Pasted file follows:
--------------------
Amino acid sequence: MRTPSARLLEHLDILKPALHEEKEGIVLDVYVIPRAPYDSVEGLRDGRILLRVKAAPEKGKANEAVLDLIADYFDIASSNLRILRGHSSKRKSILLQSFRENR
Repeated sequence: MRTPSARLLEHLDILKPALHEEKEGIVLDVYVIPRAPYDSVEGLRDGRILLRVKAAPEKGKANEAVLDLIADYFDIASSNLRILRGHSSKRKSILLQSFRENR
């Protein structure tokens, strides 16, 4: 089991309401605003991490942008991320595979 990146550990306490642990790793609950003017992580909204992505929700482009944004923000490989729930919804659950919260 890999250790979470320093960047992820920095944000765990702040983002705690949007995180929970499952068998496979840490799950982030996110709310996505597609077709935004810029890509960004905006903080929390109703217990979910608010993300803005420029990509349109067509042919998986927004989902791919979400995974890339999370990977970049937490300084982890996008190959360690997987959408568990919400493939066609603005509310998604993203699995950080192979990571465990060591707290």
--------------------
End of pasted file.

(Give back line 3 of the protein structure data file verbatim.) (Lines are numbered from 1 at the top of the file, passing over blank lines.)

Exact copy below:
């Protein structure tokens, strides 16, 4: 089991309401605003991490942008991320595979 990146550990306490642990790793609950003017992580909204992505929700482009944004923000490989729930919804659950919260 890999250790979470320093960047992820920095944000765990702040983002705690949007995180929970499952068998496979840490799950982030996110709310996505597609077709935004810029890509960004905006903080929390109703217990979910608010993300803005420029990509349109067509042919998986927004989902791919979400995974890339999370990977970049937490300084982890996008190959360690997987959408568990919400493939066609603005509310998604993203699995950080192979990571465990060591707290």